How to Enter New Markets

Discovering what a brewery’s culture is and who the consumer of a brewery’s product is helps a lot in determining market expansion structure.

For Devils Backbone CEO Hayes Humphreys, building strong brand recognition along with having a similar culture is what he and his team look at while slowly growing the Virginia brewery’s brand.

Taking the cue from veteran breweries that pick and choose carefully with what territories to enter, Devils Backbone, which began in 2008 is currently in five states (Virginia, West Virginia, Tennessee, North Carolina and Maryland) and Washington DC completely, while it “dipped its toes” into Delaware and Pennsylvania earlier this summer after doing its first major expansion of territories in 2015.

“Everybody wants to expand and bring the beer they created to more and more people,” Humphreys said, “but I do think generally the model of slow and steady works. A significant rate of sales and market penetration in existing markets are needed before you expand, which is what Odell is good at.”


Cincinnati’s Rhinegeist Brewery has taken a similar approach since opening in 2013 and is in the process of expanding beyond Ohio. The slow and steady thought process saw the brewery go from the Cincinnati area into larger pockets of the state first. The next step is following its cider line to Massachusetts. Yet co-founder Bryant Goulding equated the deliberate decision making to choosing a bride.

“It takes a whole lot of planning and every distributor has its own personality and strengths and weaknesses. There is no right answer,” he said. “It’s a really important decision because it’s a matrimony for the life of the brand. We want to be slow and methodical so we know what we are up against.”

Slow growth and development of the markets a brewery is already in can be key when it comes to future expansion. Expansions because of growth, Humphreys explained is more justifiable than growth for expansion.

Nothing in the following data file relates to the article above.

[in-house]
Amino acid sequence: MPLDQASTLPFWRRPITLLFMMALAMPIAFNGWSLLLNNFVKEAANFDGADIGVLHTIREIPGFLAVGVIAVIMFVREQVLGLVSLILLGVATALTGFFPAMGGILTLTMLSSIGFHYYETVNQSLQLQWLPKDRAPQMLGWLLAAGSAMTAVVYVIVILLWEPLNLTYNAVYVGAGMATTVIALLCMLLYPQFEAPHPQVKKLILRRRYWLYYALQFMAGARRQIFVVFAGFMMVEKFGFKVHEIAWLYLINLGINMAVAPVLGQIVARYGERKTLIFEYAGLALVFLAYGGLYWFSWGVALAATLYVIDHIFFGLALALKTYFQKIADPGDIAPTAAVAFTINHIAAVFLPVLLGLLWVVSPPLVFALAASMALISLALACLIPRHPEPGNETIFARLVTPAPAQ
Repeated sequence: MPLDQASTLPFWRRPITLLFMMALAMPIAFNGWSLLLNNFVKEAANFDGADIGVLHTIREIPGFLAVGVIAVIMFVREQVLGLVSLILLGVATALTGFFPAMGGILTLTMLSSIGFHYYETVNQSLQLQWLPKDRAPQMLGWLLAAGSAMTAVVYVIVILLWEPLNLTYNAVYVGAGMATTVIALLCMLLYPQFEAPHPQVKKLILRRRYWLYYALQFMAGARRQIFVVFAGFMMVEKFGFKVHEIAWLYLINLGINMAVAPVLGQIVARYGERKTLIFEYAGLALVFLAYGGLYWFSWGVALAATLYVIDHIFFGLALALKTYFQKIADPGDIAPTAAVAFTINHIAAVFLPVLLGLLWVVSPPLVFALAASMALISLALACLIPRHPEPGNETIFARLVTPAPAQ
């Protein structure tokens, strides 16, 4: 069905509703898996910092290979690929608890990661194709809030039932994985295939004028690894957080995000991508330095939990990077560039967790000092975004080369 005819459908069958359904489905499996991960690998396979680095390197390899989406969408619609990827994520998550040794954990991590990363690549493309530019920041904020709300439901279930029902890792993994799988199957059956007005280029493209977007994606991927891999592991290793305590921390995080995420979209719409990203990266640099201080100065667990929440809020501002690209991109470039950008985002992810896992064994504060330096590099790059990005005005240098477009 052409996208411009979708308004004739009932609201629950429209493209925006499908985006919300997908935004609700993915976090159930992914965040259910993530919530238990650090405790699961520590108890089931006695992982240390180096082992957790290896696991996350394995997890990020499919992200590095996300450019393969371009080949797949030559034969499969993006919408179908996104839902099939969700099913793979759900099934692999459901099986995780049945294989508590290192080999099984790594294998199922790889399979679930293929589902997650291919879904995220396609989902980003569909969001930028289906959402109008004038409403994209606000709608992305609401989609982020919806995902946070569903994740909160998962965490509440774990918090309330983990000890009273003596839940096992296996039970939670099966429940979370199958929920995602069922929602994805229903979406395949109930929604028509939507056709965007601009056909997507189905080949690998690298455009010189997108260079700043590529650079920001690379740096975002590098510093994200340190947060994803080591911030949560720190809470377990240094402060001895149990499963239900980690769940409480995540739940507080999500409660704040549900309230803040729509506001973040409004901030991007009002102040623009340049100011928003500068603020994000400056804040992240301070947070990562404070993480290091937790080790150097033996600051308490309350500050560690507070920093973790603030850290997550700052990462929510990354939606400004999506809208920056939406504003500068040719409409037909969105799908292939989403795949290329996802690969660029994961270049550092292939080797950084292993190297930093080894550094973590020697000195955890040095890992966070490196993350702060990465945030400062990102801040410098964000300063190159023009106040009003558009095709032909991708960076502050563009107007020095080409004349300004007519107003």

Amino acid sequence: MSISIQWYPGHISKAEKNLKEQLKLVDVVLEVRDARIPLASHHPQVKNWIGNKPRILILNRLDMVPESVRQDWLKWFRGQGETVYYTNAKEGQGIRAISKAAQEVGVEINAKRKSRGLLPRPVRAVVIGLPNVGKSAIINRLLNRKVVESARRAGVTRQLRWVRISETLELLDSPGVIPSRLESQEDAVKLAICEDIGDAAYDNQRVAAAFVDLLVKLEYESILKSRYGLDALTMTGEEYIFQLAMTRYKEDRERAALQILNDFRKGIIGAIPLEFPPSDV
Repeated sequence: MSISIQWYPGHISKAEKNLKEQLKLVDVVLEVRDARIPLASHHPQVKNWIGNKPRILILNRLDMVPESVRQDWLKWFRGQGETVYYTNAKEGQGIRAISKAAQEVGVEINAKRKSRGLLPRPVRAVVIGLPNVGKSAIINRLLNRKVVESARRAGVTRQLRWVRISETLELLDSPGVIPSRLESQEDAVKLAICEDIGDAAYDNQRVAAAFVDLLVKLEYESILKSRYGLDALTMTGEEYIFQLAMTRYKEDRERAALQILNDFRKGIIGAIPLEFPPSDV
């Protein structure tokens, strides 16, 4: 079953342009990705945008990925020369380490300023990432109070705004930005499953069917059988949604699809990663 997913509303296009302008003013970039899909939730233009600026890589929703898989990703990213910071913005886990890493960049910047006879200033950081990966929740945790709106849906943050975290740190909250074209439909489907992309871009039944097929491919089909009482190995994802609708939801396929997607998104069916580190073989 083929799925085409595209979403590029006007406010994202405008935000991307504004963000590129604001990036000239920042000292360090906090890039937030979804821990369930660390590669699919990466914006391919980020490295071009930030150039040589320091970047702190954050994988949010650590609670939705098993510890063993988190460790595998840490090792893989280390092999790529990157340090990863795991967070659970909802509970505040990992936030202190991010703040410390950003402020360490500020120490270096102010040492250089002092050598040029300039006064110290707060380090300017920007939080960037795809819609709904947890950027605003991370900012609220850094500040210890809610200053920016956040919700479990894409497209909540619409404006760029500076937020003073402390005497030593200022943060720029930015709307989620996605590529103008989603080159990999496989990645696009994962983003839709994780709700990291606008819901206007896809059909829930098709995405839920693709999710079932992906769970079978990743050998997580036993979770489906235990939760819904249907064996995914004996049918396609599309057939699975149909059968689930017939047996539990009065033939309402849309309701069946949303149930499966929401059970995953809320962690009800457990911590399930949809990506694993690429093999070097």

“What happens when you get to your 50th state and you can’t expand anymore,” he pondered. “Then you have to look at your markets and it’s hard to reverse negative momentum.”

He said he feels the days where a brewery can ship pallets here and there are gone. With shelf space and distributor awareness means a tighter market for recognition.

Humphreys said he thinks that rate of sales in a market will trump other competitors that may have more on the shelf.

“If you have a limited amount of shelf space or a limited amount of distributor share, the people that do more with less space are the ones that stick around,” he said. “If you are only selling a few six packs a month, you are eventually going to get replaced with something that moves better because of the space and [distributors] have to make that space as efficient as possible.”

That makes it imperative during a self reflection of a brewery, the markets it is in needs to be functioning properly, otherwise growth in territory can happen while a brewery actually will suffer and lose placement in the market because lack of sales volume.

For Rhinegeist, Goulding noted with his connections on the West Coast from his days of working at Anderson Valley, he could pick up a phone and set up new market rollouts for the brewery.

It has the capacity, he said, to accommodate a move as such, but it’s not the right move.